Business Insider Fires Horrifying CTO, But Is Still Terrible
If it wasn't clear before, it should be now: the entire universe of startup technology and business blogs is overrun by the inept, the inane, the egomaniacal, the mercenary, the distasteful, the corrupt, and the outright evil.
Last week, with the introduction of the "Titstare" app at a TechCrunch conference (where a guy also simulated masturbation on stage, in front of a 9-year-old girl), it seemed like perhaps we had reached the zenith of awfulness with these terrible publications -- TechCrunch, Pando Daily, Business Insider and, to various degrees, others. But a new revelation on Monday, may be the worst one yet: A fellow named Pax Dickinson has been tweeting all kinds of horrible racist and sexist stuff. He was until Tuesday morning the chief technology officer for Business Insider, a bad business-news site launched by disgraced former Wall Street stock analyst Henry Blodget.
Valleywag reported on Dickinson's emotional maldevelopment on Monday. Given that he's been tweeting stuff about "niggers" and whatnot for a long time, and has worked for Business Insider for three years, we must assume that Blodget and the rest of Business Insider's management must have known all about it and have chosen to do nothing (one top Business Insider editorial employee noted that he had blocked Dickinson on Twitter -- so yeah, they knew). Later on Monday, Blodget told Valleywag via email: "Pax was speaking for himself, not Business Insider. We obviously don't condone what he said."
By Tuesday morning, though, Dickinson had been fired. Blodget had reversed himself, stating:
A Business Insider executive has made some comments on Twitter that do not reflect our values and have no place at our company. The executive has left the company, effective immediately.
Business Insider's team is composed of more than 100 talented men and women of many backgrounds, and we highly value this diversity.
I'm not sure who Blodget thinks he's kidding. Usually in cases like this, the initial statement would be something noncommittal, like "We're investigating the situation." But no, Blodget in effect said that the fact that one of his top executives was saying racist, sexist, and otherwise horrible stuff on Twitter wasn't any of his concern. Then, after being pressured, he fired the jerk.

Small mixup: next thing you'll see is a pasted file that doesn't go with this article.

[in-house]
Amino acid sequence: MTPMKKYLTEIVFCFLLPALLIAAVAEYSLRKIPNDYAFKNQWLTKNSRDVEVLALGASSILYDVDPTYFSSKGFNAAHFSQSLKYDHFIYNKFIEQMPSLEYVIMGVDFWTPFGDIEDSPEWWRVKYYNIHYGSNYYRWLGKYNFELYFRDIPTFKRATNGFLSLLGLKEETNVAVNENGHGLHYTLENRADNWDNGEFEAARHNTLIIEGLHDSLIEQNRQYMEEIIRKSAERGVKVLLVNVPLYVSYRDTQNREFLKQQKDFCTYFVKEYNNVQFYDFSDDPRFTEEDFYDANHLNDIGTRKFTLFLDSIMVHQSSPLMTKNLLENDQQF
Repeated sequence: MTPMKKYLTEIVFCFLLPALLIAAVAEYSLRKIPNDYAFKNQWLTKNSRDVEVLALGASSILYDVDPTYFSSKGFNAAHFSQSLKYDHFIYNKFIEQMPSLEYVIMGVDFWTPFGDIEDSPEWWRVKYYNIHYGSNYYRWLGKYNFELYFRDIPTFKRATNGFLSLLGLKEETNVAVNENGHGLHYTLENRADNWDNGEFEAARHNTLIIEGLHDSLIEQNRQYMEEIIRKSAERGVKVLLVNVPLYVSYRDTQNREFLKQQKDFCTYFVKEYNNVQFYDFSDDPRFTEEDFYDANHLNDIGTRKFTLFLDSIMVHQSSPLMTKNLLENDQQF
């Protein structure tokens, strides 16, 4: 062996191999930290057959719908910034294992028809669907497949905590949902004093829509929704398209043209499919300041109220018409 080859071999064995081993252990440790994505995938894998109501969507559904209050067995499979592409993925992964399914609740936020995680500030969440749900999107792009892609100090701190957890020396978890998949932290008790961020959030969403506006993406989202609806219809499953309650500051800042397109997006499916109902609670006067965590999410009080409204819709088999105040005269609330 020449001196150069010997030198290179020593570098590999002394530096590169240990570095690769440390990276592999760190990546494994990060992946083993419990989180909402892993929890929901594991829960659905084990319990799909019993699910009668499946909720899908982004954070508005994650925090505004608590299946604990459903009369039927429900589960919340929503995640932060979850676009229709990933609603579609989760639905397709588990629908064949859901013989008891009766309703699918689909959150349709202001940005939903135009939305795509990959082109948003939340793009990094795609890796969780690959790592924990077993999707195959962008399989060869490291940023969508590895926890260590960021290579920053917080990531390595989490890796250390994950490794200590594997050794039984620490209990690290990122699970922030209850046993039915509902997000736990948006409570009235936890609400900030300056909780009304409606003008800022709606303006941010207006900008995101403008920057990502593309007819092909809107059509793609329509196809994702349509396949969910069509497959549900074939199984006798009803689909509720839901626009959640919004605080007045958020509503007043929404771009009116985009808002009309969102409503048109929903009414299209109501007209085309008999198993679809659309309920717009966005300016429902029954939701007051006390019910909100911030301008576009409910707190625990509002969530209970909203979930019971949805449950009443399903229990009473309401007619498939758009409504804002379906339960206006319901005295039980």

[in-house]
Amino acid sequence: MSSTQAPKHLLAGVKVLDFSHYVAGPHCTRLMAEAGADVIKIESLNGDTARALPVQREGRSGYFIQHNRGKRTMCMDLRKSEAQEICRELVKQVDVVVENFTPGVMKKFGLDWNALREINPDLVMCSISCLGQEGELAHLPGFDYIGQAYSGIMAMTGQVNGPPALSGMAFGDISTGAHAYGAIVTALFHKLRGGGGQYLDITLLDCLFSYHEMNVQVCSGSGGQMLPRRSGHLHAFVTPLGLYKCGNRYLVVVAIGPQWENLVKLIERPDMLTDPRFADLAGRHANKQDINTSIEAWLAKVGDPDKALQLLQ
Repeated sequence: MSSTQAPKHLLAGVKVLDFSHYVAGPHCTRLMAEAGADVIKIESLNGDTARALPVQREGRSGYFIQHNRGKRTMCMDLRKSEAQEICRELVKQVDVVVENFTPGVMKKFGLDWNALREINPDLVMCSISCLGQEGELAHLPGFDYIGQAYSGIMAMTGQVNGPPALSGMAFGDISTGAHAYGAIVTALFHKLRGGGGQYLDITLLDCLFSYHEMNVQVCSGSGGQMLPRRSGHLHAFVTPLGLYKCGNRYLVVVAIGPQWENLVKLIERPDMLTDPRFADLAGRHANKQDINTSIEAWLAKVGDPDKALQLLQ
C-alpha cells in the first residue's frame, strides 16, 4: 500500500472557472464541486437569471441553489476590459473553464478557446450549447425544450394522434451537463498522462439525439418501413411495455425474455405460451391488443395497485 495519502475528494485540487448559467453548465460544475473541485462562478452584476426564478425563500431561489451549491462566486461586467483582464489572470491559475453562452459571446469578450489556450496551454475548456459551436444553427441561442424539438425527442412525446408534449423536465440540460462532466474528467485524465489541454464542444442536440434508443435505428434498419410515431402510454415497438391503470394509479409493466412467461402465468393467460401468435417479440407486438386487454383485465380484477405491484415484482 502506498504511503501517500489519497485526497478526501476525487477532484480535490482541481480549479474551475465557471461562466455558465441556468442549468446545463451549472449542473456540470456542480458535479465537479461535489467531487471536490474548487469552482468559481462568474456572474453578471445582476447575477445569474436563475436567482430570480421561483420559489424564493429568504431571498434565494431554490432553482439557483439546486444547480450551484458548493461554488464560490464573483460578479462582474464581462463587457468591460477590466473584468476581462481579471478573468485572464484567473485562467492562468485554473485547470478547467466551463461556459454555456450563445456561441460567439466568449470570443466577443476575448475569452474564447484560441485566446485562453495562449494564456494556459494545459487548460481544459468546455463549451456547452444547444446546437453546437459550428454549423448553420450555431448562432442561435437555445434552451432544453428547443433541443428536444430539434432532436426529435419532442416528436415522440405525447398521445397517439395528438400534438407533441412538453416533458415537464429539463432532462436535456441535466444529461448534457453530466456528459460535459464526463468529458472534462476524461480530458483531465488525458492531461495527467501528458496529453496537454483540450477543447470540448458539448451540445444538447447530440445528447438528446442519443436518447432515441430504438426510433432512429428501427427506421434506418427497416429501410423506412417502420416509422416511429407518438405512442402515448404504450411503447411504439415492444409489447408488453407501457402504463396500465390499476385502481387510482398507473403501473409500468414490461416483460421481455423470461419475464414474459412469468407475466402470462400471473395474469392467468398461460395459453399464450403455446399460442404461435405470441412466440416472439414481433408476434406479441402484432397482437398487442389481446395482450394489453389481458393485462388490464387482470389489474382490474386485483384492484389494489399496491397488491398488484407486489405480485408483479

But it's crystal clear that in the absence of pressure, Blodget is just fine with employing a person -- in a management position -- who writes things on Twitter like "In The Passion Of The Christ 2, Jesus gets raped by a pack of niggers. It's his own fault for dressing like a whore though."
And: "Who has more dedication, ambition, and drive? Kobe only raped one girl, Lebron raped an entire city. +1 for Lebron."
Blodget, like many others in this "space," appears to be without a human conscience. He was cast out of Wall Street for life by the S.E.C. in 2003 because as an "analyst" during the dot-com boom, he shamelessly touted stocks of Internet companies he knew to be terrible in order to goose the earnings of the investment banks he worked for. It takes a lot for anyone to get kicked off Wall Street, but Blodget managed to do it.
Pax Dickinson/Twitter Pax Dickinson
So he did the natural thing for people who have demonstrated they can't ever be trusted: he became a journalist. He launched Business Insider, because, as we all know, there simply aren't nearly enough publications devoted to covering business, especially publications that are devoted to helping traders navigate the markets (just as there aren't nearly enough publications devoted to gadgets and the fortunes of technology companies).
Blodget is perhaps best known lately for writing columns that read like they were written by an alien who has just stepped off his space cruiser. There's a level of vacuousness behind them that has led many observers to wonder whether the guy is simply a dolt. For instance, his column about flying on an airplane, where he wrote: "Shortly after takeoff, we got a bag of corn chips. Then lunch. I had a choice of 'pasta' or 'beef.' Pasta sounded safer. I went with that."
The whole column was like that. Many of his columns are like that, such as the one where he wondered why people "hate Jews," the one where he described his experience reading a newspaper, and the one where he wondered whose fault it was that Wall Street firms (in particular, Goldman Sachs) don't hire more women in management positions. In that one, he asked: "Are women just not willing to do what it takes?"
But it was just a question, see? Blodget often presents these things as "questions," which he seems to believe absolves him of responsibility for saying terrible or inane things.
Most of Business Insider bears Blodget's mark. It's full of slideshows and other crap meant not to inform, but merely to generate clicks. And it's full of a lot of stupidity. One of my favorite encounters with the site was when I read a post by reporter Nicholas Carlson a few years ago. It was an introduction to this one guy Carlson had recently heard of, Peter Drucker. Carlson decided that his audience of business-news readers just had to hear about this guy, Peter Drucker. So he wrote something up introducing his readers to this guy, Peter Drucker.